Object Focus: Graphic design meets furniture design

Finmar furniture catalogue, 1962, BADDA2789

Finmar furniture catalogue, 1962, BADDA2789

Today we’re taking a closer look at the graphic design of this 1962 furniture catalogue by Finmar.

Finmar was a wholesaler and major importer of Scandinavian furniture to the UK.  It was founded in 1934 by design reformer Philip Morton Shand.

The graphic design of the catalogue mirrors the clean lines, organic forms and a minimalist look of the Scandinavian furniture that Finmar imported into Britain.

Finmar introduced Alvar Aalto’s bent plywood furniture to pre-war British middle class homes.  Its popularity continued after the Second World War with Paul Ernst Stemann at its helm.

By 1954 Finmar was selling furniture to Heals and Liberty, had opened a large showroom on Kingly Street in London, and was importing over 100 ranges of furniture from Scandinavia to Britain.   Designers included Fritz Hansen, Arne Jacobsen and Hans Wegner.

 

Graphic Design for Furniture Sales

Finmar employed the graphic designer Richard Hollis to design their 1962 furniture catalogue.  By 1962 Hollis was gaining a reputation as an eminent designer and he followed in Finmar’s tradition of working with cutting-edge graphic designers.

The catalogue was aimed at an audience of architects and buyers and is divided into sections by coloured paper. Each divider features a strong graphic image of Finmar furniture, with the result that components of Finmar furniture appear as abstracts works of art.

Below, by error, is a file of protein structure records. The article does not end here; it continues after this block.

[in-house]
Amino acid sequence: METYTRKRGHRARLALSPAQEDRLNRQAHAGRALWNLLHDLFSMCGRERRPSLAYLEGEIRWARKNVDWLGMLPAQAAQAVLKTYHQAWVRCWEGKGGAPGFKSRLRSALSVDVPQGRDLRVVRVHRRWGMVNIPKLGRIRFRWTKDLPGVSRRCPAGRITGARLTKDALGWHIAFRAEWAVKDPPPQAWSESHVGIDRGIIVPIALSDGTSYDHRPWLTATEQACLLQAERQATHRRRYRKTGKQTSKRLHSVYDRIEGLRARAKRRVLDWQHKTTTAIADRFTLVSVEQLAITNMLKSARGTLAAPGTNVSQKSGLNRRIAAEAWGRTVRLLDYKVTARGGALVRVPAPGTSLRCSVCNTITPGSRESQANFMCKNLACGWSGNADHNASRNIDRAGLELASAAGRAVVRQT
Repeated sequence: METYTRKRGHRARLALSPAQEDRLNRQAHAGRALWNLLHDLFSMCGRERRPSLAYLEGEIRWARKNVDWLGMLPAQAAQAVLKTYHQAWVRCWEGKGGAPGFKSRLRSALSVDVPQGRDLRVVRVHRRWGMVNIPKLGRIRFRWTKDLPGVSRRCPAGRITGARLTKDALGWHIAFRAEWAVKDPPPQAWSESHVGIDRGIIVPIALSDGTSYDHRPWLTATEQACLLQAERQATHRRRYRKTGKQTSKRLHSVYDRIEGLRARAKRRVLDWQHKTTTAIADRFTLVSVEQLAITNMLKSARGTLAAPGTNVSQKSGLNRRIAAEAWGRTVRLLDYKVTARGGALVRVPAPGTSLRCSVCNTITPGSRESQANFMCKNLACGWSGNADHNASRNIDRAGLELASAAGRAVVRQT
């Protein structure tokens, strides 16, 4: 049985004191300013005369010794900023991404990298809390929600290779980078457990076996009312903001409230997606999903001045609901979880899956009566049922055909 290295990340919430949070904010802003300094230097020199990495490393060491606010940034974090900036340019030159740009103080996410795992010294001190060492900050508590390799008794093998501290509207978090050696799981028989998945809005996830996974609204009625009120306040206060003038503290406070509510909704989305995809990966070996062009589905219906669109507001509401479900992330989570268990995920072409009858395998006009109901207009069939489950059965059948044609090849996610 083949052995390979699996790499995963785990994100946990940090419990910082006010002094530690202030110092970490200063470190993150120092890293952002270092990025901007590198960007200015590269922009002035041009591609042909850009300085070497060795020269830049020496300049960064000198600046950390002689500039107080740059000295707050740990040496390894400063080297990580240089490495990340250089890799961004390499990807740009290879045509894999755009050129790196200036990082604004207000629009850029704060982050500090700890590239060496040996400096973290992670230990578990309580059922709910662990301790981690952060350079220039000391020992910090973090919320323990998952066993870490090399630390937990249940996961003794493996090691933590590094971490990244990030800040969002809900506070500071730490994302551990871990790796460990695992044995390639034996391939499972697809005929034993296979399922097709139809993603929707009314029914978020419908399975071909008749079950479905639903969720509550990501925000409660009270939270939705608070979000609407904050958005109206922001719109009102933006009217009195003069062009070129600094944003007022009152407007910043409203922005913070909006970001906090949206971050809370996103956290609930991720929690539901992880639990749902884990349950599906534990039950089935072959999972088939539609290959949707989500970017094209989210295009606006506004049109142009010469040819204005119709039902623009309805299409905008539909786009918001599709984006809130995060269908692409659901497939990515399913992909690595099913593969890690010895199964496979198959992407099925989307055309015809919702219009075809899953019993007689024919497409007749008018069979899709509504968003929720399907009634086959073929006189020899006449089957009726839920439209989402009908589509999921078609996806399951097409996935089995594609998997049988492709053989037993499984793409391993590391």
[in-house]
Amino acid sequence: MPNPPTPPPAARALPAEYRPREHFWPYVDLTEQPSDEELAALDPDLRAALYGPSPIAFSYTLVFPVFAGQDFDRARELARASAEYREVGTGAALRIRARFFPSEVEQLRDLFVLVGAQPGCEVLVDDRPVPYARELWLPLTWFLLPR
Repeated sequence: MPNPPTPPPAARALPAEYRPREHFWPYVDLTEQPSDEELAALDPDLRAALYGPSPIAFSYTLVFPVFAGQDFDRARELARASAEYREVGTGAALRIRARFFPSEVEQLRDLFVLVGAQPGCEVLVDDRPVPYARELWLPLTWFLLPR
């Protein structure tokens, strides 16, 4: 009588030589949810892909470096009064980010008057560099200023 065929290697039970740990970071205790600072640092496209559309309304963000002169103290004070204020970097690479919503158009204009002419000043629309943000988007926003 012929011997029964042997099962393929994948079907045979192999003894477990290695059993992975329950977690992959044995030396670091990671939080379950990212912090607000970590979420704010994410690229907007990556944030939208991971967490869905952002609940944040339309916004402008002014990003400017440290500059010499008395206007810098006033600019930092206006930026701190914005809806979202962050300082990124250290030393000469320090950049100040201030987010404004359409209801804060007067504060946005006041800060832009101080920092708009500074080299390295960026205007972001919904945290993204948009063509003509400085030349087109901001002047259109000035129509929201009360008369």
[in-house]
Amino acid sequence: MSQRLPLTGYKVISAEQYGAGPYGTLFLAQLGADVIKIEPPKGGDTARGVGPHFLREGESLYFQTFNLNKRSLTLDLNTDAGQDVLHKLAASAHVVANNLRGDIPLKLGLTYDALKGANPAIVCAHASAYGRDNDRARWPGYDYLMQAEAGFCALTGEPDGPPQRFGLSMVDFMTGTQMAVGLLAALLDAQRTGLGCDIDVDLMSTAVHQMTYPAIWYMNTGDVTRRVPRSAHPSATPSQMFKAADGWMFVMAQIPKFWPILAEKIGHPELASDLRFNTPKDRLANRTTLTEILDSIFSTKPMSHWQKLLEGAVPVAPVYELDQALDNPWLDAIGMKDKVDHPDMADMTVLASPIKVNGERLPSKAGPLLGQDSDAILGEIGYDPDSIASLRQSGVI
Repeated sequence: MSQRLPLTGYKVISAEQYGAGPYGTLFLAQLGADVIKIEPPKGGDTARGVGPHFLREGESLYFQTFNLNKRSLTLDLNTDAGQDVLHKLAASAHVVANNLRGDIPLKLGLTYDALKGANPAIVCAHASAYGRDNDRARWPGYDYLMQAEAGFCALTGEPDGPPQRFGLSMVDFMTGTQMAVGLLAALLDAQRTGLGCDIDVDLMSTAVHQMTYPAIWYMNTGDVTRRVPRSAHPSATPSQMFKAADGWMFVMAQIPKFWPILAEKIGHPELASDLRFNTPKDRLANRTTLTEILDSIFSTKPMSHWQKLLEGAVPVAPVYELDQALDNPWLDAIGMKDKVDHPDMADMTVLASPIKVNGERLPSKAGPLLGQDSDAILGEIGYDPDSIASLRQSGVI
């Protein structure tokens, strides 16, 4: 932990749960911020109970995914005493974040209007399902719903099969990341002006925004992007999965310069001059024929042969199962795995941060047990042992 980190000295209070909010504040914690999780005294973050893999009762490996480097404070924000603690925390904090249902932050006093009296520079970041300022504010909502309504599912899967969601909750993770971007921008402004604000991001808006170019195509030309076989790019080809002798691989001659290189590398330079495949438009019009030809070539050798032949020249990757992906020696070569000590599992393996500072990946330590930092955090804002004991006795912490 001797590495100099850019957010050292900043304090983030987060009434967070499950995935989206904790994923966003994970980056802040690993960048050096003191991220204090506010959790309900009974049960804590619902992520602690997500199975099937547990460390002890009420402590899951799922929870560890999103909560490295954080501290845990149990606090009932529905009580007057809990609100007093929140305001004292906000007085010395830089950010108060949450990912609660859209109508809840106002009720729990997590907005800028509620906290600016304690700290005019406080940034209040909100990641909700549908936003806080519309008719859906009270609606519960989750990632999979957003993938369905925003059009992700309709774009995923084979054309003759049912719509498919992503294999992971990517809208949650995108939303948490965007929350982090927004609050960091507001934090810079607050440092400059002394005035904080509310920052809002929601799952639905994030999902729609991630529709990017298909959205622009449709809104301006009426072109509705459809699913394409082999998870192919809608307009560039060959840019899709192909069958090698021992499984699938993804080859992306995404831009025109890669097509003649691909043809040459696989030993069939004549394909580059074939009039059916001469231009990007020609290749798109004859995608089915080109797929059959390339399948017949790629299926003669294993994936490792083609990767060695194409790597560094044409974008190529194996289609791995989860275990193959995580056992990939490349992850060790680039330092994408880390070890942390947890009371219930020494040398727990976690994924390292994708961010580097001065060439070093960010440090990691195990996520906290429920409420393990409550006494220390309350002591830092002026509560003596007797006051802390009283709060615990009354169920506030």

Less abstract images – particularly of chairs – are featured too. Images of the furniture appear flattened, emphasising the curvilinear silhouette of the chairs. Each divider of this catalogue is delivered with an arresting image designed to make the viewer stop and pause before moving into the next section.

 

 

 

 

Text & Image

page from 1962 Finmar furniture catalogue, BADDA2789

page from 1962 Finmar furniture catalogue, BADDA2789

Hollis also carefully considered the listing of the furniture itself. On the page below the chairs are shown at different angles and sizes, so that their positioning on the page gradually draws the viewer’s eye down towards the bottom of the page.

Text, image and layout work together, and the large amount of clear space gives the catalogue a sense of lightness. The fantastic graphic design by Richard Hollis reflects Scandinavian design perfectly.

Finmar flourished during the post-war period with the general public’s growing interest in Scandinavian design.  However its success was short-lived and the firm went into receivership in 1964.

 

The film Living Finmar charts the rise and fall of the company and features interviews with those involved.  A trailer for the film can be seen below.


Living Finmar. Documentary Trailer from Dan Fontanelli on Vimeo.

 

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